Situated just outside the city of Belfast on the wooded shores of Belfast Lough, Culloden Estate & Spa is a five-star hotel that makes a luxurious and spectacular start or end to your vacation after flying into or out of Northern Ireland’s capital. Originally an episcopal residence for the Bishop of Down, Culloden Estate stands among twelve acres of secluded parkland and offers palatial surroundings, great facilities and slick but friendly service. Sheltered by the Holywood Hills, the micro-climate here often makes it feel noticeably warmer than in the city.
Each of Culloden Estate’s 105 guestrooms is a sanctuary of soothing classical elegance with goose feather duvets, Egyptian cotton sheets, comfortable sofas, glittering chandeliers, antiques, and fine wall paper. In-room amenities are excellent, and many rooms have separate sitting areas and magnificent views over the estate or Antrim coastline.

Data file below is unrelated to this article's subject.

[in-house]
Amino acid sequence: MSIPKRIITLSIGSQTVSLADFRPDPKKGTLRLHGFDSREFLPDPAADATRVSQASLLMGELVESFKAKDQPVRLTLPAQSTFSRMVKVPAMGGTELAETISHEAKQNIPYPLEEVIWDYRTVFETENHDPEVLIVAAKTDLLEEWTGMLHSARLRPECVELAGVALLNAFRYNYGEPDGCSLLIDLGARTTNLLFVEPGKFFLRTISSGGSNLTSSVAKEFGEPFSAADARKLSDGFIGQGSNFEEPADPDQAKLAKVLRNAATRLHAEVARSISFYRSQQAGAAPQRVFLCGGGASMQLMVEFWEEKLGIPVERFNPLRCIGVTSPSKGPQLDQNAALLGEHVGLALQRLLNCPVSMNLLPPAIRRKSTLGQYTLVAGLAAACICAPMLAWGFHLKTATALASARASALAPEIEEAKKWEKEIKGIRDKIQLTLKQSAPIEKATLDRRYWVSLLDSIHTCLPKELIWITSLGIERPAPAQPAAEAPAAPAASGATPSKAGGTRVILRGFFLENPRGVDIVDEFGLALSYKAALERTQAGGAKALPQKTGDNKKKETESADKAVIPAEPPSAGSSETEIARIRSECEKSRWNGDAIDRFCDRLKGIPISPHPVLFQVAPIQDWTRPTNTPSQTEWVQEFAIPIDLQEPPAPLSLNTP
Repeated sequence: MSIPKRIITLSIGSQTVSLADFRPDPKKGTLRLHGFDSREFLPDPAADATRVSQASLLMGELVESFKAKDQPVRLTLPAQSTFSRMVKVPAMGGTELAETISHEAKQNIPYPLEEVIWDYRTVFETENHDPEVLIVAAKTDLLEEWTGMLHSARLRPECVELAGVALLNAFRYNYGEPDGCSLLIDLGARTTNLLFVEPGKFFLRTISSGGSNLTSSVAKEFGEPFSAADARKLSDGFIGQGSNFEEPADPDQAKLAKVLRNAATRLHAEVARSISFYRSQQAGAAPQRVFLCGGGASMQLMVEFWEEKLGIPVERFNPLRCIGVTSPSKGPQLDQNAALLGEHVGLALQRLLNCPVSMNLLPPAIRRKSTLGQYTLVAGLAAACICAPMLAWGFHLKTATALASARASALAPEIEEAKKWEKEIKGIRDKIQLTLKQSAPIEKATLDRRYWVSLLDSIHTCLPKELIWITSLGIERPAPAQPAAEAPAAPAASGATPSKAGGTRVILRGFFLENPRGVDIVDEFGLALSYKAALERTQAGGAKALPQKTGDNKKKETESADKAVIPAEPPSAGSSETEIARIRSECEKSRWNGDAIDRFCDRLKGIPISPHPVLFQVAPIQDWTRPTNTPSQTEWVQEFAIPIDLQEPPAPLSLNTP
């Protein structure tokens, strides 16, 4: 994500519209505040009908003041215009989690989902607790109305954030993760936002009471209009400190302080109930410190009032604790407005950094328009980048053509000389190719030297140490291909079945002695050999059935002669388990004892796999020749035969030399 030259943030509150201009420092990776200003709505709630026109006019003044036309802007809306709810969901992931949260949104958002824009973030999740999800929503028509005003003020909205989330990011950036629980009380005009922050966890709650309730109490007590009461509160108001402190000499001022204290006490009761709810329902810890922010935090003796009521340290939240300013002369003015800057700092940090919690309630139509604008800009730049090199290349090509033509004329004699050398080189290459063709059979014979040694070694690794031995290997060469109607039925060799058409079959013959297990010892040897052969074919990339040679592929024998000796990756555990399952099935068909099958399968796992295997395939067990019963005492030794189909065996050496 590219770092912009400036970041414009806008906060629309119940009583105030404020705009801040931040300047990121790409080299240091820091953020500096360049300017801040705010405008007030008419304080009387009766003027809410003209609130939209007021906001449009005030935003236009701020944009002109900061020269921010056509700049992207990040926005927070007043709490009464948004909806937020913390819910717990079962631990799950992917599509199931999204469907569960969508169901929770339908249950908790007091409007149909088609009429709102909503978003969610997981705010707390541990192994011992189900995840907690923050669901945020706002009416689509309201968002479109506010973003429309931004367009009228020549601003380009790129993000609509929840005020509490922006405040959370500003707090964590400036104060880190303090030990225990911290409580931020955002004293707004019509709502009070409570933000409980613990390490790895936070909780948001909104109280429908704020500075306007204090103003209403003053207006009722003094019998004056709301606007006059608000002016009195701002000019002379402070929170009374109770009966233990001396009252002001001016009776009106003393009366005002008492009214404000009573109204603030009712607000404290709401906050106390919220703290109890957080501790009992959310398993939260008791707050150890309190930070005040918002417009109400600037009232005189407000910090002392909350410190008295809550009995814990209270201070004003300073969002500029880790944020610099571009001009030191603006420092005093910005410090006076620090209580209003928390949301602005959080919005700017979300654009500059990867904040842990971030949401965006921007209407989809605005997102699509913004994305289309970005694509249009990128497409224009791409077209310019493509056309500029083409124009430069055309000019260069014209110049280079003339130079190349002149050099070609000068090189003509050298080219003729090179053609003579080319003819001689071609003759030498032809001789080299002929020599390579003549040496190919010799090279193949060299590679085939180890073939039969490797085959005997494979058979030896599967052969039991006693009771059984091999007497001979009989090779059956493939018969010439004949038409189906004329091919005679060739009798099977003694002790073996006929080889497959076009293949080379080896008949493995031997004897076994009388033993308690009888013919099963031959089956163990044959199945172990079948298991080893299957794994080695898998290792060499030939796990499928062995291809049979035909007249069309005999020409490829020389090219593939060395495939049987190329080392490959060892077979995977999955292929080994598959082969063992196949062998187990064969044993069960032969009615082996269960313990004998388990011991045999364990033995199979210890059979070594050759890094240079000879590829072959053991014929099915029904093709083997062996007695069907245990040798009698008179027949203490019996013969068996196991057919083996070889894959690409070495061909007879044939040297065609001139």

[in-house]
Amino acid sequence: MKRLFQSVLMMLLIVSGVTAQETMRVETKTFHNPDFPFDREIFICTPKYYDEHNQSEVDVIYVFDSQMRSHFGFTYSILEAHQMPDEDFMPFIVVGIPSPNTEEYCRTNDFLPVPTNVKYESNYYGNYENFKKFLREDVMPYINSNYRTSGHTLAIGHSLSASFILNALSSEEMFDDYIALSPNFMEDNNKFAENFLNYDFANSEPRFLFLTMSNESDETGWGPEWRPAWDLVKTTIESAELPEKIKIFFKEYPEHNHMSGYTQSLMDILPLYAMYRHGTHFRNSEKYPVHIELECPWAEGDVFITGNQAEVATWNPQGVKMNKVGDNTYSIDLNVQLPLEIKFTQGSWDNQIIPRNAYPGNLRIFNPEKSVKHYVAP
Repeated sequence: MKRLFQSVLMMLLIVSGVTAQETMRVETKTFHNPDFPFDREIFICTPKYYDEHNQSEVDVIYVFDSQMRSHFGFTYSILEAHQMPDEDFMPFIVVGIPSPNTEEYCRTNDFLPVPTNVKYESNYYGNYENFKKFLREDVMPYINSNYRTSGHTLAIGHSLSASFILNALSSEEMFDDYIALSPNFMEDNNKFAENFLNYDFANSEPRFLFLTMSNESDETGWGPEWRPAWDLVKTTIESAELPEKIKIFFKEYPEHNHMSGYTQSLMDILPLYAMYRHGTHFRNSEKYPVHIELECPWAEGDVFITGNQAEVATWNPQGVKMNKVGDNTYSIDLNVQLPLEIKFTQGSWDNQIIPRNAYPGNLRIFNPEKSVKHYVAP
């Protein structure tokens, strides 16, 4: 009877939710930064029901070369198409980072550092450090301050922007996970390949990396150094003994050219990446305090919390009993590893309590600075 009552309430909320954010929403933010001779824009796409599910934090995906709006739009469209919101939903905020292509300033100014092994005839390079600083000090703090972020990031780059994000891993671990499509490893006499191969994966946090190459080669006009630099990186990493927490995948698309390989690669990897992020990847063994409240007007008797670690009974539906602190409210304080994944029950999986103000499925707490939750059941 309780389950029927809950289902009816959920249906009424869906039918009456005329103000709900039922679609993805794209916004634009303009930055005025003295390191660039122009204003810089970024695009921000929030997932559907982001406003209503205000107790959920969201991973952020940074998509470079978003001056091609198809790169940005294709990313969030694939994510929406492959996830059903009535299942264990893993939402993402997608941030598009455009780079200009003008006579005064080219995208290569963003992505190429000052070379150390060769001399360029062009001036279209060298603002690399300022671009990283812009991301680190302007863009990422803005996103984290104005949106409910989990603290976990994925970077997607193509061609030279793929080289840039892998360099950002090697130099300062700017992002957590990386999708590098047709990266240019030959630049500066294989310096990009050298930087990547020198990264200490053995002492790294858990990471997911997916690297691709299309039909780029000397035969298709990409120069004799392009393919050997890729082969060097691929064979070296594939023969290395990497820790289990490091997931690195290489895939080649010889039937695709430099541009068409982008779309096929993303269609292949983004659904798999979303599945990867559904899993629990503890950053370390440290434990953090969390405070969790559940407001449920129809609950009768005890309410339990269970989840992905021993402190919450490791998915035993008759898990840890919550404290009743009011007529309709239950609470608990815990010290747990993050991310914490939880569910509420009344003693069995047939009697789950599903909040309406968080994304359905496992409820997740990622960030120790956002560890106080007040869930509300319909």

The award winning Mitre Restaurant is one of Northern Ireland’s finest. Contemporary Irish cuisine with a view is served, and you can also enjoy lighter fare in the bar, conservatory or lounge. After dinner, retire to the hotel’s inviting Cultra Inn and enjoy a pint of Guinness or a malt whiskey by the roaring log fire. The service is absolutely top-notch - friendly, discreet and attentive.
The spa and health club, complete with a swimming pool, Jacuzzi, marble steam room and fitness suite is also one of the country’s finest, and offers a wide choice of reviving and relaxing spa treatments, using the renowned ESPA range of natural therapies and products.
Located just ten minutes from central Belfast, Culloden Estate & Spa is ideally suited for exploring this now vibrant and optimistically forward-looking city filled with exciting restaurants, bars, clubs and cultural venues. Titanic Belfast is a must-visit museum, which not only tells the extraordinary story of the ‘ship that was unsinkable’ but also provides context with a superb interactive presentation of life in the historic ship-building yards and of Belfast in general, while a grim and sobering insight into political history can be gained with a visit to Crumlin Gaol, intrinsically linked to the development of modern Northern Ireland.